IN PURSUING a good end -- stronger federal efforts to clean up hazardous waste dumps -- the Senate Finance Committee has adopted a bad means -- a value-added tax (VAT) on manufactured goods. That's a mistake that the House Ways and Means Committee should quickly correct.

There is widespread agreement in Congress, fueled by strong public pressure, that the Environmental Protection Agency needs to move more aggressively on toxic cleanups. No one expects a fast windup to the problem -- estimates of the number of dangerous sites keep mounting even as the difficulties of dealing with them become more apparent. But a larger commitment of staff and money should bring faster progress both in the development of techniques and the containment of existing hazards.

With both the Senate Enviroment and Finance committees now agreed on spending $7.5 billion on Superfund over the next five years, and the House voting last year to spend more than $10 billion, a much expanded program is a near certainty. The biggest remaining issue is how to raise the money. Superfund now relies on a tax levied on raw chemicals and petroleum, a method that has the important virtue of putting the cost of cleaning dumps on those primarily responsible for their creation.

Chemical and oil producers are more or less resigned to the so-called feedstock tax at its present levels. But they argue that raising the tax to support a bigger fund would not only put them at a competitive disadvantage in the world, but would also be unfair. After all, much toxic waste comes not from the initial production of petrochemicals, but from their subsequent use by manufacturers and consumers. That's a fair point to which the administration responded this year by proposing to tax the actual disposal of waste in a way that would encourage generators of that waste to dispose of it in a safe manner.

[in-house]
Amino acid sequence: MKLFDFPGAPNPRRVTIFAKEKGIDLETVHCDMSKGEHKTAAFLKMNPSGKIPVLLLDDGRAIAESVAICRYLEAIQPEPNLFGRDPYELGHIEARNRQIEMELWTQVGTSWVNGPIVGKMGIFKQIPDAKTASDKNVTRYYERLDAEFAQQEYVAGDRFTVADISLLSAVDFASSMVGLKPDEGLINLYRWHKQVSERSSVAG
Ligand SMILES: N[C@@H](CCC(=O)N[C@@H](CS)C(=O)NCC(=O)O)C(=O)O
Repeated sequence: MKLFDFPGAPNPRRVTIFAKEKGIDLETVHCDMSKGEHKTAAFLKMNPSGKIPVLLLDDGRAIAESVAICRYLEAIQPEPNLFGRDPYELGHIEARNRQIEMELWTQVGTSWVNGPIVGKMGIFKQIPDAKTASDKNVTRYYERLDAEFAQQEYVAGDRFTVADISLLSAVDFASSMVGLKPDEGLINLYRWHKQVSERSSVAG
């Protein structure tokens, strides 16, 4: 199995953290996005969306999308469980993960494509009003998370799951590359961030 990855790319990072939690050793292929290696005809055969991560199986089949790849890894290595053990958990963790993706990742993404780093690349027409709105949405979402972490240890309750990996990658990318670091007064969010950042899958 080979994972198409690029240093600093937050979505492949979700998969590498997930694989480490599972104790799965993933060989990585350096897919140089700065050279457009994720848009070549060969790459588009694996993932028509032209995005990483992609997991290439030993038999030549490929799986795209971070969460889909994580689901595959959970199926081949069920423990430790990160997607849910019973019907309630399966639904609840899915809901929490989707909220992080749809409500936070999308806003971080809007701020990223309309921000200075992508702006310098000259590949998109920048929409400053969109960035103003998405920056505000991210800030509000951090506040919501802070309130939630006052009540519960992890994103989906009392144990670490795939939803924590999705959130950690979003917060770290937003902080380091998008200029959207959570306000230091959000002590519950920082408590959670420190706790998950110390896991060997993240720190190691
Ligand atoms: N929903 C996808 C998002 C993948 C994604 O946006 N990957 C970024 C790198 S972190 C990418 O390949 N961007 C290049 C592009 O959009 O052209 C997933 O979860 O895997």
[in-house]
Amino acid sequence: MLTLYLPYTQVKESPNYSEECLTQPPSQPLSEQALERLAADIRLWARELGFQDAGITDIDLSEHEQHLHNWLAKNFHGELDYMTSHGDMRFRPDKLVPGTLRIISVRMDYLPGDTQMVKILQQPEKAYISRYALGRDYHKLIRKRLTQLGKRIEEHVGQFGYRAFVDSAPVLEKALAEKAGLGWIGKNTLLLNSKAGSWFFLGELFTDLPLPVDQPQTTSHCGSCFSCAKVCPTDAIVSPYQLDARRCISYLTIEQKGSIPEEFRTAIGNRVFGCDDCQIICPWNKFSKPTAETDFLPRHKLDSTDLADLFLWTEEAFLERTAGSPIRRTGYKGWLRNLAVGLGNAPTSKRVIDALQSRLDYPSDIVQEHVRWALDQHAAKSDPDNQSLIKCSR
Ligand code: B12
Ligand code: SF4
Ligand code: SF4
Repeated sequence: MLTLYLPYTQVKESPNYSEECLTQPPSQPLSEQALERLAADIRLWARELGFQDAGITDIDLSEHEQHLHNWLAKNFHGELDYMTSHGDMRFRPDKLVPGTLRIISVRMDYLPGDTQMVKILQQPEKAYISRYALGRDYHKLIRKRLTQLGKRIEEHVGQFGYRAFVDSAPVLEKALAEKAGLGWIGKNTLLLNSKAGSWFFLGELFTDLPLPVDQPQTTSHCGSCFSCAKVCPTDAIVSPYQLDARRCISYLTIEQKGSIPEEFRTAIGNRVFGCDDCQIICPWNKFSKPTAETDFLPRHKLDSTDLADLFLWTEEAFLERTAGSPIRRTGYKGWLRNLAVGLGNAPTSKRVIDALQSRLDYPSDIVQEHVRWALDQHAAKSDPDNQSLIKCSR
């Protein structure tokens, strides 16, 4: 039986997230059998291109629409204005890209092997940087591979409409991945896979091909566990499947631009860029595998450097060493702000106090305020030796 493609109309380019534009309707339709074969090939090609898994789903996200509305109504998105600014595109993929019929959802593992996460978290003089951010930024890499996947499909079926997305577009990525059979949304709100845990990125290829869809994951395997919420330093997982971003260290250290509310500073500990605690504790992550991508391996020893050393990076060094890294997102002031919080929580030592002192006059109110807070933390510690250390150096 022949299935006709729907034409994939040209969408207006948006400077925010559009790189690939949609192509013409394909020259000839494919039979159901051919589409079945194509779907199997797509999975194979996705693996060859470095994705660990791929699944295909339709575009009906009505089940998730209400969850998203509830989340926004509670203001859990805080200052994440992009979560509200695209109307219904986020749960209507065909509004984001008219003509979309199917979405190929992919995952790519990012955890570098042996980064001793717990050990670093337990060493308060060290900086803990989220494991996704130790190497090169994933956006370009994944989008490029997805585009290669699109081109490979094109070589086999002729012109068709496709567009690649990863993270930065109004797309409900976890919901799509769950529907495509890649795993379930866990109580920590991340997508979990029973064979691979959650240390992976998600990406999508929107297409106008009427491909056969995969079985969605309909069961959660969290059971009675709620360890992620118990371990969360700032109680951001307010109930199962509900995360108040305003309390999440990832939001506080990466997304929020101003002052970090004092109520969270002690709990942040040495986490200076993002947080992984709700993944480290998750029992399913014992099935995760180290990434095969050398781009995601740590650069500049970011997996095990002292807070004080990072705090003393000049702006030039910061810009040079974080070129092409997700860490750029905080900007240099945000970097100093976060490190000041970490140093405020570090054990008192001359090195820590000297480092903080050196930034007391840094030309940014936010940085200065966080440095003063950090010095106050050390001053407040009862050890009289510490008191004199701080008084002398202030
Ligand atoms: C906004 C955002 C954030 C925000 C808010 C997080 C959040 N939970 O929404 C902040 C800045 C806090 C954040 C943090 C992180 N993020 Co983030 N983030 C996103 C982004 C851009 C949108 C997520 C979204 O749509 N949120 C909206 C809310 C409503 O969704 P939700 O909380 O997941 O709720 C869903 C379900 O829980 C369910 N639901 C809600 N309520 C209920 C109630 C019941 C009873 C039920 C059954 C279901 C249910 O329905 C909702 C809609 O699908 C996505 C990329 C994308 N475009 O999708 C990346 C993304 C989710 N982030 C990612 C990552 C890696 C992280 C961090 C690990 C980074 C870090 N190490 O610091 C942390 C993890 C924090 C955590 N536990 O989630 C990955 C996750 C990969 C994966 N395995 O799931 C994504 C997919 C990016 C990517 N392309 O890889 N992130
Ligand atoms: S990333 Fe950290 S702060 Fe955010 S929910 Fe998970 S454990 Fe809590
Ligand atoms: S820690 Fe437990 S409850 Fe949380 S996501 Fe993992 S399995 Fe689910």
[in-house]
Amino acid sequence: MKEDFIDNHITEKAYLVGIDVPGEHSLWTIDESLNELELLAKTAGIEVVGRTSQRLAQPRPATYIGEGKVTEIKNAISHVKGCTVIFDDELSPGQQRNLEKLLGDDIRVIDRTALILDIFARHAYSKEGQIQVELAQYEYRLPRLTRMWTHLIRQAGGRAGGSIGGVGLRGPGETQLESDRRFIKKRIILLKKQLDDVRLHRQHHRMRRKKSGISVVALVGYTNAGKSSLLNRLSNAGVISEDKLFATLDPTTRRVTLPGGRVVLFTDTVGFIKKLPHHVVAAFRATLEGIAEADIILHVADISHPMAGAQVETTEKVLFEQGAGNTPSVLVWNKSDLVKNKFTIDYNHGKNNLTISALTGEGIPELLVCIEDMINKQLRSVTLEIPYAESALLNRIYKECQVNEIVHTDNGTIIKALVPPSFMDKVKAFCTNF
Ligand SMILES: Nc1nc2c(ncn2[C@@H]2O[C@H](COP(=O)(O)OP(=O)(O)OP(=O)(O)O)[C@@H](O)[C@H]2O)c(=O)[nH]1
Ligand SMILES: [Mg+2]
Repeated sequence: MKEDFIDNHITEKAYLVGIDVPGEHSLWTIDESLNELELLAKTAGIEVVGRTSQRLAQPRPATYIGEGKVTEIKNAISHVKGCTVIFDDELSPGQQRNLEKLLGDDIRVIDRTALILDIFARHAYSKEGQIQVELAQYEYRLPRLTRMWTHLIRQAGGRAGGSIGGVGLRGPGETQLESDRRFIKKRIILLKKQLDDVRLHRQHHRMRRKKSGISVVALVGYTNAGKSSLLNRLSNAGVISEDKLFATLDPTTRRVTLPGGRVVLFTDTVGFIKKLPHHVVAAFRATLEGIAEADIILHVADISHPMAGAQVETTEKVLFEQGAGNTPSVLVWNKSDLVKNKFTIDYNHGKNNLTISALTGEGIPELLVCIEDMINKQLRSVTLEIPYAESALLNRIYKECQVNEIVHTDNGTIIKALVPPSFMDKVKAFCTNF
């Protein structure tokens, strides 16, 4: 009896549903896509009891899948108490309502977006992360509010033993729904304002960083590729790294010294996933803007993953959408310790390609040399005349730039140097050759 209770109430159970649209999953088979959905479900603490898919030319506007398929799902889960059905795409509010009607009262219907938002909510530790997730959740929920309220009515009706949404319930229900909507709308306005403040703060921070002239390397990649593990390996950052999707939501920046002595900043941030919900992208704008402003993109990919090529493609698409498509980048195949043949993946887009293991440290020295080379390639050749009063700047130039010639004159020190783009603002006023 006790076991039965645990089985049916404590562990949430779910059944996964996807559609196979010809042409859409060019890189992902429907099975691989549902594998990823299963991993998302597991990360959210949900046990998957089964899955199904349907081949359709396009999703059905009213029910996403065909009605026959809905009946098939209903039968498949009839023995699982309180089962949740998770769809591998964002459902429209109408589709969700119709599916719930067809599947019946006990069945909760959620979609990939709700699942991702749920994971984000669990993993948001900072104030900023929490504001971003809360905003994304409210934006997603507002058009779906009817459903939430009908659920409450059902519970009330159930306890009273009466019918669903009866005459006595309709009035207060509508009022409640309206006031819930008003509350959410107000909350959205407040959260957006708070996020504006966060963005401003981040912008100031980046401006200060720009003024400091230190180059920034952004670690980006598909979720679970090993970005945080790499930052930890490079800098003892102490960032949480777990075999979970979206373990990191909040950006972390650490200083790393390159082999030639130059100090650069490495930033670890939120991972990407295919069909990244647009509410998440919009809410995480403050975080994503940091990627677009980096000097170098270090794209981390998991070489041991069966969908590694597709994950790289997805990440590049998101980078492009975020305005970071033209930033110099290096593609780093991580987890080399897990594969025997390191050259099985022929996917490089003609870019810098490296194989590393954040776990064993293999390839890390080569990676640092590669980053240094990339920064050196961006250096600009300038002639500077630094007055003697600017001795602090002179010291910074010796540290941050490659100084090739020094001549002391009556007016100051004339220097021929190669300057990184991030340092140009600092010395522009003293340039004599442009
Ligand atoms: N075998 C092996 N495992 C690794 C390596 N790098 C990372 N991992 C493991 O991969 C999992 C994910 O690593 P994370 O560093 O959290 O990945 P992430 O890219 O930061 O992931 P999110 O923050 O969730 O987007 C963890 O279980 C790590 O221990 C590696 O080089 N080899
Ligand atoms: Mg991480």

The Treasury's original scheme taxed too heavily producers of large volumes of highly diluted waste. But that flaw was corrected during committee hearings. Still, some petrochemical manufacturers continued to push for an even broader basis of taxation, with the result that the Finance Committee decided to support the enlarged fund by a new tax on the sale or import of all raw materials, except unprocessed food products, and on the value added to those materials at each stage of the pro

The arguments against this special-purpose VAT are the same ones that apply to a general VAT. A VAT hits lower-and middle-income people much harder than the wealthy. And it would require construction of a whole new complex tax filing and collection system -- just what neither IRS nor businesses need. About the only interest it would serve would be derailing the administration's income tax reform proposals. Sneaking into the code a new, easily expandable revenue-raising device might be considered by some a good way to protect their favorite loopholes. That's not a purpose that Superfund ought to serve.